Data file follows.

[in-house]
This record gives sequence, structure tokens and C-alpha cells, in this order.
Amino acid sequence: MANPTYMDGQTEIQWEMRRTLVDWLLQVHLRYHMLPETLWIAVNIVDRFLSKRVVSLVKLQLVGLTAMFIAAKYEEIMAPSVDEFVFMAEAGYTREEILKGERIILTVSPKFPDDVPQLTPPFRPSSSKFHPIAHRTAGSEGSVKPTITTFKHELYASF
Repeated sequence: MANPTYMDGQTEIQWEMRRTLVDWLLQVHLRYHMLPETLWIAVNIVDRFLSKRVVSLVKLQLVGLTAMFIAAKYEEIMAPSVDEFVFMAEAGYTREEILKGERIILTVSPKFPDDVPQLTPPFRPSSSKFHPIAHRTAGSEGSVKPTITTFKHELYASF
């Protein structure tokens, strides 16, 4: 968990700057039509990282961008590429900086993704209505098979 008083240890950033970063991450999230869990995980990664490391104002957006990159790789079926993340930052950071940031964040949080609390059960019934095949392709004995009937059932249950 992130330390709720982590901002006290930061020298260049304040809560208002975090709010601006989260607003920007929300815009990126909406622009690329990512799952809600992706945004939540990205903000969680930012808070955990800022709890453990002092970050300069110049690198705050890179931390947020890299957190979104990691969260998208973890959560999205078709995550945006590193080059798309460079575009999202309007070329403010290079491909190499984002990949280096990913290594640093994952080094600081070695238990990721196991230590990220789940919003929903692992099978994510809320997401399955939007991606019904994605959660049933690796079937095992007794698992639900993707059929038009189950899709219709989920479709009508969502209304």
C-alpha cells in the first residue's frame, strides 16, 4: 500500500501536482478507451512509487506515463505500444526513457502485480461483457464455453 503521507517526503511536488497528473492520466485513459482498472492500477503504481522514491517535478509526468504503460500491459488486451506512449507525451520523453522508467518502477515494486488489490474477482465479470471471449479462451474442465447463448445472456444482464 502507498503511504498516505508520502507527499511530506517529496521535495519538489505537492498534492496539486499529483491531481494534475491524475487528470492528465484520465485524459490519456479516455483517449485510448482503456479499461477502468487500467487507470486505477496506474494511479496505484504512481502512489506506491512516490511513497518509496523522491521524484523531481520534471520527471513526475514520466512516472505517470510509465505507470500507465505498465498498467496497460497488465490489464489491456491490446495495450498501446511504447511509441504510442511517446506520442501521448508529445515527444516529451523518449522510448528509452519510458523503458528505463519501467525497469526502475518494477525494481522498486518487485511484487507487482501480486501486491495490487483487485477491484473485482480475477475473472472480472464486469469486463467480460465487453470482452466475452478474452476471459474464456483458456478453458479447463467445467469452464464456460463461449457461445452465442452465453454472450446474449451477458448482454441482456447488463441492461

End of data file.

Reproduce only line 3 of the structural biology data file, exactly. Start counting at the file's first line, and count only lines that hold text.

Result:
Amino acid sequence: MANPTYMDGQTEIQWEMRRTLVDWLLQVHLRYHMLPETLWIAVNIVDRFLSKRVVSLVKLQLVGLTAMFIAAKYEEIMAPSVDEFVFMAEAGYTREEILKGERIILTVSPKFPDDVPQLTPPFRPSSSKFHPIAHRTAGSEGSVKPTITTFKHELYASF